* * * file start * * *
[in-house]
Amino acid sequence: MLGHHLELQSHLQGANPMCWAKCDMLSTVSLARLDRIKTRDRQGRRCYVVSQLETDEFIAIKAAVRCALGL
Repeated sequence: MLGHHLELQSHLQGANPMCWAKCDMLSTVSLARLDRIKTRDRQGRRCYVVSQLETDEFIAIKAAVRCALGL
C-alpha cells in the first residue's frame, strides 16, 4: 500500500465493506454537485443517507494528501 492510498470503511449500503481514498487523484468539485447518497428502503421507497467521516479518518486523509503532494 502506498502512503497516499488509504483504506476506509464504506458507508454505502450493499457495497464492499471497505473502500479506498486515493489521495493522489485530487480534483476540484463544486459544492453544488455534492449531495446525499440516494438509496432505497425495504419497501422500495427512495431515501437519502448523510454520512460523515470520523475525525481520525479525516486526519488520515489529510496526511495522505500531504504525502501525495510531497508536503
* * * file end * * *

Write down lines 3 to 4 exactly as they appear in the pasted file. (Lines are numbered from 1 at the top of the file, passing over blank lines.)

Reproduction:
Repeated sequence: MLGHHLELQSHLQGANPMCWAKCDMLSTVSLARLDRIKTRDRQGRRCYVVSQLETDEFIAIKAAVRCALGL
C-alpha cells in the first residue's frame, strides 16, 4: 500500500465493506454537485443517507494528501 492510498470503511449500503481514498487523484468539485447518497428502503421507497467521516479518518486523509503532494 502506498502512503497516499488509504483504506476506509464504506458507508454505502450493499457495497464492499471497505473502500479506498486515493489521495493522489485530487480534483476540484463544486459544492453544488455534492449531495446525499440516494438509496432505497425495504419497501422500495427512495431515501437519502448523510454520512460523515470520523475525525481520525479525516486526519488520515489529510496526511495522505500531504504525502501525495510531497508536503